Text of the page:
The first waitress speculated that the spirits may have followed her to work from her own home, because she once lived in a very haunted house in Louisville with the exact same kind of poltergeist activity. She told of large art-glass bottles falling by themselves from atop a fishtank, not breaking when hitting the floor, and spinning to point all in one direction. She also told of rumors that a child was killed in her home, and that she discovered a creepy room in her basement, where someone had once lived, but was boarded up and hidden behind paneling. She's since moved from this house, but reports the ghostly phenomena still follows her, both to her new home and to her job at Waffle House.

She seemed extremely sincere and somewhat frazzled about having to endure the haunted weirdness. There was no sense of spinning a grand yarn to shock or impress; she was very blase and matter-of-fact about the ghosts in her life, which seem to have taken root in her workplace as well.

Needless to say, I will be making repeat visits to this Waffle House and having further chats with said waitress.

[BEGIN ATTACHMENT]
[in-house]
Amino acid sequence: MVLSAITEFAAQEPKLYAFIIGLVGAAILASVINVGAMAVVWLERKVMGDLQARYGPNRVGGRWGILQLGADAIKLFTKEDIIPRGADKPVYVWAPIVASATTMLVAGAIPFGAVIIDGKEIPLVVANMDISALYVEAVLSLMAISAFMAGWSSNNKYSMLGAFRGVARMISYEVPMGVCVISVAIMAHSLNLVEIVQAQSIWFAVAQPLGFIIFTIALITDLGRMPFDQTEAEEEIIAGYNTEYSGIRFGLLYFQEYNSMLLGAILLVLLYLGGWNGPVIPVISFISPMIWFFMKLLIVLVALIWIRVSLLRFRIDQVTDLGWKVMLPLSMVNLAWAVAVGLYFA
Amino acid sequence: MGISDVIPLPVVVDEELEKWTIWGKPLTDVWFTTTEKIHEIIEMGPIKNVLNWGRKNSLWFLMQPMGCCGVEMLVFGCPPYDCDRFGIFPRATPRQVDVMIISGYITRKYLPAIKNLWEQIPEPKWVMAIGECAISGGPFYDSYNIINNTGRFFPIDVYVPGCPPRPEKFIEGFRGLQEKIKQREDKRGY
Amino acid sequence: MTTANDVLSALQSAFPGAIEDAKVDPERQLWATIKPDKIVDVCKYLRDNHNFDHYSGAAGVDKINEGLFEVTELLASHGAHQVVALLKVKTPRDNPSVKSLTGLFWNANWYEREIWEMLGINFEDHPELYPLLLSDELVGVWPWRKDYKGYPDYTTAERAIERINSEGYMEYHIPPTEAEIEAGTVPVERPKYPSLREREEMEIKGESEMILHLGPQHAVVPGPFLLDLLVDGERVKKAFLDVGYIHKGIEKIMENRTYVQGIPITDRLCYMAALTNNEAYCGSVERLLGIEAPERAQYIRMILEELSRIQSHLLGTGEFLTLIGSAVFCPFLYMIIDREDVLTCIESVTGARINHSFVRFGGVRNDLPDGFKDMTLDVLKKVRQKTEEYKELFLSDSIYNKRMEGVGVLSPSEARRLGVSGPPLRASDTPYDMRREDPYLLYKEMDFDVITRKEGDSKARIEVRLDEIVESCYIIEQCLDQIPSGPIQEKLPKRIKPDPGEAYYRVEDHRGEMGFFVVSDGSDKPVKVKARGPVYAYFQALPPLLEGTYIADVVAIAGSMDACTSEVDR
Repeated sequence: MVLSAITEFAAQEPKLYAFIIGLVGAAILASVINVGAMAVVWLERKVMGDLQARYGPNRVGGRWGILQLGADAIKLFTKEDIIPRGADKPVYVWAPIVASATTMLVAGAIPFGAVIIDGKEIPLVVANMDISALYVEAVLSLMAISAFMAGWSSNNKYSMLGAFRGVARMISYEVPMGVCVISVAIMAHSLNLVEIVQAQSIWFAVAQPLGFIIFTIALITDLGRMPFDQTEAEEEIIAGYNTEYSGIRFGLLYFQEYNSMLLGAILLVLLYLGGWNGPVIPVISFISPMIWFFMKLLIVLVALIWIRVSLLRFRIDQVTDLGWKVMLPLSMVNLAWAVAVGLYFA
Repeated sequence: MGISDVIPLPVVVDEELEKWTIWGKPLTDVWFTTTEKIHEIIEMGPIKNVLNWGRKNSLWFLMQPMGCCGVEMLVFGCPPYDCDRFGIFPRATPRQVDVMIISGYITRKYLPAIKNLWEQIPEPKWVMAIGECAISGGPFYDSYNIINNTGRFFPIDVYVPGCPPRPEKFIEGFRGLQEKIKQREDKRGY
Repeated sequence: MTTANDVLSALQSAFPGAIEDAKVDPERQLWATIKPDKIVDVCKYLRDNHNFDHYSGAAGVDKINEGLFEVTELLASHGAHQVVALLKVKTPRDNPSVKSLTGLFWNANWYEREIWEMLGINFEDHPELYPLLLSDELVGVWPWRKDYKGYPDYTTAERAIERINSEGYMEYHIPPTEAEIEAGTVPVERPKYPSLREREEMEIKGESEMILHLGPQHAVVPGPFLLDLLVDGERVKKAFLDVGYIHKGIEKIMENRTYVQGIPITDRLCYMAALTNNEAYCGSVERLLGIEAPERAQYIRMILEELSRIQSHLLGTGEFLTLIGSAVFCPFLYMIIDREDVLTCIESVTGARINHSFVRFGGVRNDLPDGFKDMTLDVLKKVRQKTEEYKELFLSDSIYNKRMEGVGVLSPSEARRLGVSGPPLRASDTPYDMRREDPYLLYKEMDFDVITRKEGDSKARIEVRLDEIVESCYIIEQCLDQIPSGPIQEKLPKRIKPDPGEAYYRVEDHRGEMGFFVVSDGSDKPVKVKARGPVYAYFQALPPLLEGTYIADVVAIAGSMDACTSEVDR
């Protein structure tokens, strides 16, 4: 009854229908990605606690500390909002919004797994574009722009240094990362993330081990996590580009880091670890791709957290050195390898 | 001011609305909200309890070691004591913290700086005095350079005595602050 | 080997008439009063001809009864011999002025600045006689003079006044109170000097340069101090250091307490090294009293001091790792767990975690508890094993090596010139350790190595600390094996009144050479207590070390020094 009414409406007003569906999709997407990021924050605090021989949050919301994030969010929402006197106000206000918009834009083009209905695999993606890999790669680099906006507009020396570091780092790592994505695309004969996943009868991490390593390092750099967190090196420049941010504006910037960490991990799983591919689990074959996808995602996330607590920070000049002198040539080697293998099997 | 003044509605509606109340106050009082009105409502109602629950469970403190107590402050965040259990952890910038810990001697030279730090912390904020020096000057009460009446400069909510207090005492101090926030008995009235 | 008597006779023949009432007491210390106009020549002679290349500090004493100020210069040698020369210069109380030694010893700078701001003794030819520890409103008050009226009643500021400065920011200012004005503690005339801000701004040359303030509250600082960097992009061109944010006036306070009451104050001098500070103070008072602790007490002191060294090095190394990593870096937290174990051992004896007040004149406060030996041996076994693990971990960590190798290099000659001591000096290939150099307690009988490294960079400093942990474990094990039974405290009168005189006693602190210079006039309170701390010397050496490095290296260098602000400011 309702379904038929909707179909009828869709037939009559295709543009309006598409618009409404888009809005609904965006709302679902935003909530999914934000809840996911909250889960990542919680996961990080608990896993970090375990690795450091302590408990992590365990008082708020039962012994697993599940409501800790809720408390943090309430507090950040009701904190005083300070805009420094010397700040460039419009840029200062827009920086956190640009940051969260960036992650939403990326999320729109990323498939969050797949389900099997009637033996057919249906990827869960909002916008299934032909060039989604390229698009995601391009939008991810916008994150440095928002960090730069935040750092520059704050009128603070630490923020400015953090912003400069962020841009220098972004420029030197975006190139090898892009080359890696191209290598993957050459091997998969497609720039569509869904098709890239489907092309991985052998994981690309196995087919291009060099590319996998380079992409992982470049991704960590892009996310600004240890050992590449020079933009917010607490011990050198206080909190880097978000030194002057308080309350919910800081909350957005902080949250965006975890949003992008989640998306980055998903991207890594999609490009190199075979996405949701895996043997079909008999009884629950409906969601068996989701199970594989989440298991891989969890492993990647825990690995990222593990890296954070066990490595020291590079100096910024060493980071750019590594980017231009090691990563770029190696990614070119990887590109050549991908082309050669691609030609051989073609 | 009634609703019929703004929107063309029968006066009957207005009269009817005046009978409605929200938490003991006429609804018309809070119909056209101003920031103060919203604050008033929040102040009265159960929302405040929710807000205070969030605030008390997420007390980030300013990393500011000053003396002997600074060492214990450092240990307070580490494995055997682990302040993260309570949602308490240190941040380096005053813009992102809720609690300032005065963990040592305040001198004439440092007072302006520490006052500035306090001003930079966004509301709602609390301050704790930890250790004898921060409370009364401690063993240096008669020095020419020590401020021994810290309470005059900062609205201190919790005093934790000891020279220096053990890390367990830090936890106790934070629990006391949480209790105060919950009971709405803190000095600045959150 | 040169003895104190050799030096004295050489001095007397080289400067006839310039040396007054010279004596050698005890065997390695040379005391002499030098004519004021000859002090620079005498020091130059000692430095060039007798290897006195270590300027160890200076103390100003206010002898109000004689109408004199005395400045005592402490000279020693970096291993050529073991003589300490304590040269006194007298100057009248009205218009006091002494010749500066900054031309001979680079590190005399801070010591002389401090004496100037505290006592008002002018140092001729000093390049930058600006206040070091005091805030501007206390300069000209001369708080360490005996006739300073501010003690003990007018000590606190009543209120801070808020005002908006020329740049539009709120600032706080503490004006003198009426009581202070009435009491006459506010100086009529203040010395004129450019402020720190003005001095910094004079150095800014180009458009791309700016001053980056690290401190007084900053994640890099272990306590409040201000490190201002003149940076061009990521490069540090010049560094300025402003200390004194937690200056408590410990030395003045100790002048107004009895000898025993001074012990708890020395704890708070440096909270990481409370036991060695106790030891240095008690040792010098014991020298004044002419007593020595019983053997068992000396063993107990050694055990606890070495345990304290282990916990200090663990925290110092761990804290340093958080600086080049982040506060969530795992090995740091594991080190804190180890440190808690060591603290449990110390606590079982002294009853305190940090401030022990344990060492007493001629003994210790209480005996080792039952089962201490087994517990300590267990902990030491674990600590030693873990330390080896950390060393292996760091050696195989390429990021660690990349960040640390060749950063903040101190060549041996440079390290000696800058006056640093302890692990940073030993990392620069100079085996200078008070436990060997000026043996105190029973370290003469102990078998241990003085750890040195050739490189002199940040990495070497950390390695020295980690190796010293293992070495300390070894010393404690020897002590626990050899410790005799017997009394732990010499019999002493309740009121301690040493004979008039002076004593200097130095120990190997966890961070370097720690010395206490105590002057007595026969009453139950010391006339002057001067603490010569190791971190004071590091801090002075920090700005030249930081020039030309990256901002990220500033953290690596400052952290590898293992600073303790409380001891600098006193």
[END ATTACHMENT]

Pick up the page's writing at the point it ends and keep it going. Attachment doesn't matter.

GWAR car?

You know, in the Weird Kentucky book I referred to this as a GWAR car (you know, the insane blood-splattering metal band?).... but now I wonder if it doesn't actually say "GNAR"?

Thursday, July 24, 2008

Letters, We Get Letters

From the ol' JSH mailbag yesterday came this friendly and charming e-mail:

Mr. Holland,
I was very disappointed to see your page on the Creation Museum contain so many inaccuracies. Adam and Eve are presented as being middle brown, not Caucasian, there is no mention of people saddling dinosaurs ( the dino with a saddle on it is for picture taking), and there is absolutely no statement anywhere that says pornography and abortion are a direct result of the earth being millions of years old. Your statement that there are no reputable source citations provided for its claims is a lie. You don't agree with their opinion, that's all. Many, many educated scientists are on staff, but because they hold a different interpretation of evidence than you, they are not qualified or reputable? Your facts are wrong and you misrepresent the museum's position, isn't it funny that you did what you accuse them of doing? I am surprised your editor allowed so many lies into the book. Where is your professionalism?